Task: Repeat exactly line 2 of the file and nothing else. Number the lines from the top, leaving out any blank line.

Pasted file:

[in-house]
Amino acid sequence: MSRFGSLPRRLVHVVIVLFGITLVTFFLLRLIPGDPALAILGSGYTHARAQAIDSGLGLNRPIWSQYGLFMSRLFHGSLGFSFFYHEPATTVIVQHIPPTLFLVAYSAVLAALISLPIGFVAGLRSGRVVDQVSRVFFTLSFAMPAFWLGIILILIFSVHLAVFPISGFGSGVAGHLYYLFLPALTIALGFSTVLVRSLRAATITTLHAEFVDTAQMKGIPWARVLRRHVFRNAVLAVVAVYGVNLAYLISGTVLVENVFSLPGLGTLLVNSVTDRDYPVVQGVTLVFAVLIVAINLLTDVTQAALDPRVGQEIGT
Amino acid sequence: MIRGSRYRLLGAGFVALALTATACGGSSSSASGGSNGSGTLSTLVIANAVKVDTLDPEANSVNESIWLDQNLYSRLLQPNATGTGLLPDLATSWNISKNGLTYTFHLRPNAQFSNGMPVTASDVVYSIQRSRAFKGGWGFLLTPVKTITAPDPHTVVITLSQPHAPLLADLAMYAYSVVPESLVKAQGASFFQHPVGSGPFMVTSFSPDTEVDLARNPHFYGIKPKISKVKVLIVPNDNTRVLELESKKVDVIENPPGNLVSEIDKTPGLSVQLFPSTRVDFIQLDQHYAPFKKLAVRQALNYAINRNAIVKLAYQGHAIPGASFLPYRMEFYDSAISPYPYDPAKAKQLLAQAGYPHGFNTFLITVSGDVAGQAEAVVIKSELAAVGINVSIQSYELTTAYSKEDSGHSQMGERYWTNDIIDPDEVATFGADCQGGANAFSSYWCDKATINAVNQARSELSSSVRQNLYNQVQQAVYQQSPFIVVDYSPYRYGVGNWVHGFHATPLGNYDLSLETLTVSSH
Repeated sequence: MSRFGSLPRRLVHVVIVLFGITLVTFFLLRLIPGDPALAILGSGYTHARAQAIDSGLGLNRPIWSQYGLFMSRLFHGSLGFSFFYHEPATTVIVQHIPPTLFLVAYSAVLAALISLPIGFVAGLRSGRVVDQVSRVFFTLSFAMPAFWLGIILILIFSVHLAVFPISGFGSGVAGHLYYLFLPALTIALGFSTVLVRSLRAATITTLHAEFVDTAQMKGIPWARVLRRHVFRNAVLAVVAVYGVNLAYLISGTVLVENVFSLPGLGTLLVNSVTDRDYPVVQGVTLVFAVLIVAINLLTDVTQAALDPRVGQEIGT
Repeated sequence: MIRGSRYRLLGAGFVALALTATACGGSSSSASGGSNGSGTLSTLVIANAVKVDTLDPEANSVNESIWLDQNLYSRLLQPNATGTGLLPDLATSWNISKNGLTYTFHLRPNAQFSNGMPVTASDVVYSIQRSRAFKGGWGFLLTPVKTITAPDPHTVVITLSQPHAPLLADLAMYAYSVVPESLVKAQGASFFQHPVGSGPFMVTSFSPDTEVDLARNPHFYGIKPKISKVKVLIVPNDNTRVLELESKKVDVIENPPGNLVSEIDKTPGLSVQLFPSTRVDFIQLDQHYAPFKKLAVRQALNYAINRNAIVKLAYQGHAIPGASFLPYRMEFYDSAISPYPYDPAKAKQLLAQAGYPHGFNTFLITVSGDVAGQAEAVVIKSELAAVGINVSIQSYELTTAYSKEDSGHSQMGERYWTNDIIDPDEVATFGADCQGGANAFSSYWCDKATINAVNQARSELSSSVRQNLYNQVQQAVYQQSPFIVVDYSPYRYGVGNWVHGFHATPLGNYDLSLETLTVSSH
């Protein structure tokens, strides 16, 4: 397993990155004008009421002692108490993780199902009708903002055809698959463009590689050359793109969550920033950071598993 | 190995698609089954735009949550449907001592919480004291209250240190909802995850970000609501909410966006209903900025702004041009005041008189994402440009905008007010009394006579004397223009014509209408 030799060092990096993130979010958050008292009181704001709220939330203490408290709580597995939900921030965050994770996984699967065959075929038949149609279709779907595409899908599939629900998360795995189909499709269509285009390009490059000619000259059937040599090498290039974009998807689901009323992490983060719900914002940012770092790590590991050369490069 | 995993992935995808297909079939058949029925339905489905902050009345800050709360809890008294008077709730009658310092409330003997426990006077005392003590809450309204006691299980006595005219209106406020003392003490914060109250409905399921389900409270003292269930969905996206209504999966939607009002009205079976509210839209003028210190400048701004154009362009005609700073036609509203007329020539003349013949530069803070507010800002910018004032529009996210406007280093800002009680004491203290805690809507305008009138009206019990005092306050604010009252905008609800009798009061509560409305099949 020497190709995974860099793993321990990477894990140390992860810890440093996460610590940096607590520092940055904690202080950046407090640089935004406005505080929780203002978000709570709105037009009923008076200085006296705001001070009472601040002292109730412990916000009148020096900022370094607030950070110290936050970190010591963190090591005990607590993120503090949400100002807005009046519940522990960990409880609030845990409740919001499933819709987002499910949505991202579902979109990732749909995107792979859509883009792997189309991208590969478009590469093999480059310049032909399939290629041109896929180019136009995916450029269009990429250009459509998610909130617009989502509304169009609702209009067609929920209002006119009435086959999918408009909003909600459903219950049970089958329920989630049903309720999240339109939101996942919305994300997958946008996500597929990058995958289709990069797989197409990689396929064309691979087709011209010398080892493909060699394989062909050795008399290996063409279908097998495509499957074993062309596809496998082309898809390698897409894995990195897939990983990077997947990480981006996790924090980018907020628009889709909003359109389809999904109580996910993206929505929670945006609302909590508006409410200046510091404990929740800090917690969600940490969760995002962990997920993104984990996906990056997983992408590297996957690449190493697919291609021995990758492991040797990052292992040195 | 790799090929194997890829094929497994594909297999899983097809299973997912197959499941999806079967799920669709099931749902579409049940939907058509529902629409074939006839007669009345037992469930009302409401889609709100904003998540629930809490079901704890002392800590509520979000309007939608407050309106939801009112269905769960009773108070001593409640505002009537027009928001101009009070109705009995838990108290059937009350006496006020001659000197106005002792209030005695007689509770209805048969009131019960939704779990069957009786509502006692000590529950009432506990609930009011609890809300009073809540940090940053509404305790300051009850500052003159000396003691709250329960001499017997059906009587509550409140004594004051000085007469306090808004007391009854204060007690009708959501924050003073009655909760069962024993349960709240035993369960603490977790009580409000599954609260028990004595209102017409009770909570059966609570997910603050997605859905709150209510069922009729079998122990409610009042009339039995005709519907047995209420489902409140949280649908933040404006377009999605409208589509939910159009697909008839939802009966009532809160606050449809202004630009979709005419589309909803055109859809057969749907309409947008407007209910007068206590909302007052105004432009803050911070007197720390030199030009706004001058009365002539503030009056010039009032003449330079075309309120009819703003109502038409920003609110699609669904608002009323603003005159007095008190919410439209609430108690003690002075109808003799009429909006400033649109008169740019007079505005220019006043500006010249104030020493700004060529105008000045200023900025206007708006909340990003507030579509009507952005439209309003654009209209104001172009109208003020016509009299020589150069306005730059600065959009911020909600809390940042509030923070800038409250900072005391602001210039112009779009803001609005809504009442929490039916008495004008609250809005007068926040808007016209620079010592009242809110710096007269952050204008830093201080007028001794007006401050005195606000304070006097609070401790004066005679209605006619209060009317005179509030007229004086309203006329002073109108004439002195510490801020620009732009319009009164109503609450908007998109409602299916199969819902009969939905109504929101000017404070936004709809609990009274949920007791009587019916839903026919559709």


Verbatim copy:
Amino acid sequence: MSRFGSLPRRLVHVVIVLFGITLVTFFLLRLIPGDPALAILGSGYTHARAQAIDSGLGLNRPIWSQYGLFMSRLFHGSLGFSFFYHEPATTVIVQHIPPTLFLVAYSAVLAALISLPIGFVAGLRSGRVVDQVSRVFFTLSFAMPAFWLGIILILIFSVHLAVFPISGFGSGVAGHLYYLFLPALTIALGFSTVLVRSLRAATITTLHAEFVDTAQMKGIPWARVLRRHVFRNAVLAVVAVYGVNLAYLISGTVLVENVFSLPGLGTLLVNSVTDRDYPVVQGVTLVFAVLIVAINLLTDVTQAALDPRVGQEIGT